Homeowners who have policies with Citizens Property Insurance Corp. will see their premiums rise an average of 6.3 percent next year, the fifth consecutive increase in rates from the state-run insurer.
The average premium increase approved Monday by the Florida Office of Insurance Regulation comes on the heels of a 10.8 percent hike approved last year, but is less than the 7.9 percent sought by Citizens as part of its aggressive attempt to shed policies.
Homeowners with standard “multi-peril” lines will pay an additional $111 on average -- 4.4 percent higher than current average rates -- when their policy renews next year. Those with wind-only residential policies will pay an average increase of $265 more, or 10.5 percent, and businesses with commercial lines coverage will see a 10 percent hike.
Since 2009, rates have risen 43 percent for Citizens’ standard homeowners policies and officials say the company’s rates are still below market.
"We are grateful to OIR for its diligence in reviewing Citizens' 2014 rates and pleased that it has agreed with our overall approach," said Citizens President and CEO Barry Gilway in a statement. "The agency’s action will allow Citizens to continue providing quality service to our 1.2 million policyholders while reducing the risk of assessments on all Floridians."
The rate increase, which is effective Jan. 1, will apply to fewer homeowners than in the past if 10 private insurance companies succeed in taking over nearly 400,000 policies from Citizens in the next month.
Under the “takeout” program, companies send letters to homeowners offering a private market alternative to Citizens. Homeowners have 30 days to opt-out before they are automatically shifted to the private companies in November.
The takeout program, coupled with the decision by regulators to routinely raise rates, is part of an aggressive push by Gov. Rick Scott and the Florida Legislature to make the company less attractive to homeowners.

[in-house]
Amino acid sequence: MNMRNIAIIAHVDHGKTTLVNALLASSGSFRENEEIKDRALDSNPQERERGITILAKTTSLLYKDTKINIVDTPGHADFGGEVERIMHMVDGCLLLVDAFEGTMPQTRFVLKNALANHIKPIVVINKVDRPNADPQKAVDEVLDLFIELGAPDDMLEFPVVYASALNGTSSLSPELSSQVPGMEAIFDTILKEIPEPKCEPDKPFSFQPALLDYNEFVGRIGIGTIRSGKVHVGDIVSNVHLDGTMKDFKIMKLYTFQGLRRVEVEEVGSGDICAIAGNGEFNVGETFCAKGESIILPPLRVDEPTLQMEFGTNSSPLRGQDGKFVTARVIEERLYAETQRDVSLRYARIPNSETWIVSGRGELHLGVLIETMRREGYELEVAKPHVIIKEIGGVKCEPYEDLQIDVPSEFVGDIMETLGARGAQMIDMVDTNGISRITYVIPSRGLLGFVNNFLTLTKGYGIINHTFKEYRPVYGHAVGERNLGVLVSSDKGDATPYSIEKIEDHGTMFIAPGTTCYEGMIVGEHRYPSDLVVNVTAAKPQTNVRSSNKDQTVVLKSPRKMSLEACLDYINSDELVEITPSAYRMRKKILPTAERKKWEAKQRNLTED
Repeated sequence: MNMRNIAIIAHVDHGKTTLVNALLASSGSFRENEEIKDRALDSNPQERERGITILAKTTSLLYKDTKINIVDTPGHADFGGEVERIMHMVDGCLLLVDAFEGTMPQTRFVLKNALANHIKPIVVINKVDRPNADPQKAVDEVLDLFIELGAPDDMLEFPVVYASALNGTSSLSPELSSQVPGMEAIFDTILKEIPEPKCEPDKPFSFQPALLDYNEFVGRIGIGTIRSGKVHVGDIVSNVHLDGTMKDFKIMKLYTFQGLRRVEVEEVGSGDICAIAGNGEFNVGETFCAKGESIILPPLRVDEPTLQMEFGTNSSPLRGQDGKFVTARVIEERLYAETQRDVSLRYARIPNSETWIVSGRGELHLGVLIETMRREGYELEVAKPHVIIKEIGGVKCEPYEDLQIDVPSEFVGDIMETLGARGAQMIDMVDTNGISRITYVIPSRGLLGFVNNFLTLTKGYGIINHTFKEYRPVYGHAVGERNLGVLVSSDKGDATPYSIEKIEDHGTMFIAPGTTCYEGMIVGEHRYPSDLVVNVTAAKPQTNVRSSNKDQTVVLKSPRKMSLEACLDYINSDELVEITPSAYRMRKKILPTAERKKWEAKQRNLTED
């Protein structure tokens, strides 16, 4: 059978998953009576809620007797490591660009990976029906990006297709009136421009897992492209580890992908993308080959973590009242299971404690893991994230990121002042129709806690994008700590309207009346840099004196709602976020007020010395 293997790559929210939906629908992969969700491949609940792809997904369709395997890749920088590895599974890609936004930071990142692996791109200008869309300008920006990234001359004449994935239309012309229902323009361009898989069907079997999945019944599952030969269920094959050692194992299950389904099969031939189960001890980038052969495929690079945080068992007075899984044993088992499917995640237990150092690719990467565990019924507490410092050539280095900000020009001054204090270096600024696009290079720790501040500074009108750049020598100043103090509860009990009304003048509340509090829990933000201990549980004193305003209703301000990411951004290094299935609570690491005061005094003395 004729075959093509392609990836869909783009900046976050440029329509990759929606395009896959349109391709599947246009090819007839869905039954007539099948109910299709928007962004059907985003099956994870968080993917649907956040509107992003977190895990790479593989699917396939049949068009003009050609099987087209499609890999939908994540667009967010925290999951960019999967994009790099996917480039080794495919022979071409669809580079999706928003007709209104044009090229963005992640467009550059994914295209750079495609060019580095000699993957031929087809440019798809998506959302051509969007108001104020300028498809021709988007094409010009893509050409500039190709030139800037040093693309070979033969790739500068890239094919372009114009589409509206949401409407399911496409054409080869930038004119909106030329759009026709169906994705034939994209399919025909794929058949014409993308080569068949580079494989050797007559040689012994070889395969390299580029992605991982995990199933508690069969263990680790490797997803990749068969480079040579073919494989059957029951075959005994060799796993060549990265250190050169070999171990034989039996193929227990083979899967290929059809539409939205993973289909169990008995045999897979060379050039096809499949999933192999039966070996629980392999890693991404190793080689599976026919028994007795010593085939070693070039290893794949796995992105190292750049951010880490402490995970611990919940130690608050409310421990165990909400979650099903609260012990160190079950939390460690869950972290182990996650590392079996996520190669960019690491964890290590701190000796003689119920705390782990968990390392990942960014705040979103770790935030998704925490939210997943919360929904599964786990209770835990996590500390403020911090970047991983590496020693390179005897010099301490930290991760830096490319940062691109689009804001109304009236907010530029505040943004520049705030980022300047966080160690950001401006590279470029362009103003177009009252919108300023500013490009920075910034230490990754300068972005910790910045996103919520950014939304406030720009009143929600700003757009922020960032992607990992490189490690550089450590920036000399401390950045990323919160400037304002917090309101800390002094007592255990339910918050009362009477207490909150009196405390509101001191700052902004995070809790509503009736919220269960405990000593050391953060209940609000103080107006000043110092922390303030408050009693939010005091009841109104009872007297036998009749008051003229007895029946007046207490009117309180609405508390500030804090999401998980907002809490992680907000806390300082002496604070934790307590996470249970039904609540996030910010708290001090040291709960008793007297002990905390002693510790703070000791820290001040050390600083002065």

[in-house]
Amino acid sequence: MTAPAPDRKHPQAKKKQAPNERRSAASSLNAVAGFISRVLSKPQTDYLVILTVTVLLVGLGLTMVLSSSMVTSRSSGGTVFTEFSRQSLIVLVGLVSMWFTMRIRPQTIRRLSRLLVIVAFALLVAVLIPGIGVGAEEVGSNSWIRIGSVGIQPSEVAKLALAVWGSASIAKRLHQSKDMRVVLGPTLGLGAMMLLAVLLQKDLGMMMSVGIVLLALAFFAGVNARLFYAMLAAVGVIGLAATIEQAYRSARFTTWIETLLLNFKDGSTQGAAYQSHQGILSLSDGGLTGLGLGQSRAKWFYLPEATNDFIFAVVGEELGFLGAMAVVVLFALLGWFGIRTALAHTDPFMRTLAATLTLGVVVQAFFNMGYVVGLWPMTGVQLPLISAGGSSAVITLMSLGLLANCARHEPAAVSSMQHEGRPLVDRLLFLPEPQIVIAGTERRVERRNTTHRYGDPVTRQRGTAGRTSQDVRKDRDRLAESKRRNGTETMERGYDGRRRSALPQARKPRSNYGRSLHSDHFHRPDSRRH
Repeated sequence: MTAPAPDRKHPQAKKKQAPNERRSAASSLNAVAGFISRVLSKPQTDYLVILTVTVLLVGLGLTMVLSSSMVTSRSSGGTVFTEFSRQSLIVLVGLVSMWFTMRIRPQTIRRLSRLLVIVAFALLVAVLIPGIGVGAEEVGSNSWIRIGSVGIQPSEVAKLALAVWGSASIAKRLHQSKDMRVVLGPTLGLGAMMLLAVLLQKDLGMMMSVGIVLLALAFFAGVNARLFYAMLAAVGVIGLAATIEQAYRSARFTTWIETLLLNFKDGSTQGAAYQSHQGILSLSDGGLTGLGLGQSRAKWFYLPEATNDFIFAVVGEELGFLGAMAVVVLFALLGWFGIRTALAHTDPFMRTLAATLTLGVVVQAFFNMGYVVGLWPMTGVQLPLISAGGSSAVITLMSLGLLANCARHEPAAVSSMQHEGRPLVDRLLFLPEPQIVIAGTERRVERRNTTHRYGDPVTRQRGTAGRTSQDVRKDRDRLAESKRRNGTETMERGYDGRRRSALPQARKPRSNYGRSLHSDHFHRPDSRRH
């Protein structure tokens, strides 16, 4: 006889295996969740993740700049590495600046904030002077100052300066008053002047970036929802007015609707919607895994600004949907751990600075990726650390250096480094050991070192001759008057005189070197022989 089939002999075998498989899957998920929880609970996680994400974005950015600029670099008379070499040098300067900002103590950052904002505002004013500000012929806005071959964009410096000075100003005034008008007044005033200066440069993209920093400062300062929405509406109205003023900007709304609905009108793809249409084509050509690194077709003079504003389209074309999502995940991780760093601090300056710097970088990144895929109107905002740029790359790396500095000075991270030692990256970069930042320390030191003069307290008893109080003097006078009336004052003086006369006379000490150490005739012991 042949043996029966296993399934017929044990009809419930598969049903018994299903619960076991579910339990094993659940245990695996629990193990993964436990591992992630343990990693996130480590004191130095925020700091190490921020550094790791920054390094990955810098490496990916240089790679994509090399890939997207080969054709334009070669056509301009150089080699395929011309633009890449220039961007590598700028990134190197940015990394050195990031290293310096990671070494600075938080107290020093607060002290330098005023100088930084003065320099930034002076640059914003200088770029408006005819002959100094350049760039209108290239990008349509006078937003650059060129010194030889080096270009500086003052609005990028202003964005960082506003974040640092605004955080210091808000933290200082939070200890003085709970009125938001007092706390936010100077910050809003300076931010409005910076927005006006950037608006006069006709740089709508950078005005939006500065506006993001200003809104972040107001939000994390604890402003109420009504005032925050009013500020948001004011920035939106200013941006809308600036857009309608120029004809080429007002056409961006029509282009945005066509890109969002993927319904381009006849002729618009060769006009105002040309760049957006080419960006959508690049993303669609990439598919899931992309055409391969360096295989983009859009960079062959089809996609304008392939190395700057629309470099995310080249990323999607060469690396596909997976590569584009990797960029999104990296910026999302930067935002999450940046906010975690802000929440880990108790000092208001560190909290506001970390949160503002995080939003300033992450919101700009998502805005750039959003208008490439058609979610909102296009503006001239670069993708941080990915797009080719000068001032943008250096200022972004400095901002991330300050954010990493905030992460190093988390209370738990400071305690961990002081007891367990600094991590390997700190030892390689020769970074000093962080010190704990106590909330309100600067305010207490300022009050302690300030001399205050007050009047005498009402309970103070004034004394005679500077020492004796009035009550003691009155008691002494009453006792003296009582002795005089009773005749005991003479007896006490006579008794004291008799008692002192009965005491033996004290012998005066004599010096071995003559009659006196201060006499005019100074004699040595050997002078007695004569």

The company is the largest property insurance carrier in the state with 1.2 million policies and if it doesn’t have enough money to cover its claims after a massive hurricane, it is required to impose emergency assessment on non-Citizens policyholders throughout the state and surcharges on its policyholders to cover the costs.
Beginning in January, Citizens will also launch a new program to push homeowners with standard “multi-peril” homeowners policies into private carriers if they receive an offer from a private company. Agents, working on behalf of consumers, will be able to comparison shop for the best rates to offer people through a clearinghouse run by Citizens.
Consumer advocates, who in the past have complained that Citizens has used back-door methods of increasing rates in the past by reducing coverage, stripping away mitigation discounts and increasing post-storm deductibles, were pleased that regulators rejected the higher rate increase.
“Initially, my reaction is that this is a good thing,’’ said Sean Shaw, a consumer advocate and founder of the Policyholders of Florida. He said that coupled with the clearinghouse, “this seems to be the beginning of a reasonable approach to shrinking CPIC and giving people options.”
But, Shaw noted, customers must be careful and shop around before leaving Citizens to join an alternative company.
The rates approved Monday include five of the 11 lines operated by Citizens, said Amy Bogner, OIR spokeswoman. The department will rule on the remaining rates later this month. For more information, go to http://www.floir.com/Sections/PandC/ProductReview/CitizensPublicRateHearing2013.aspx.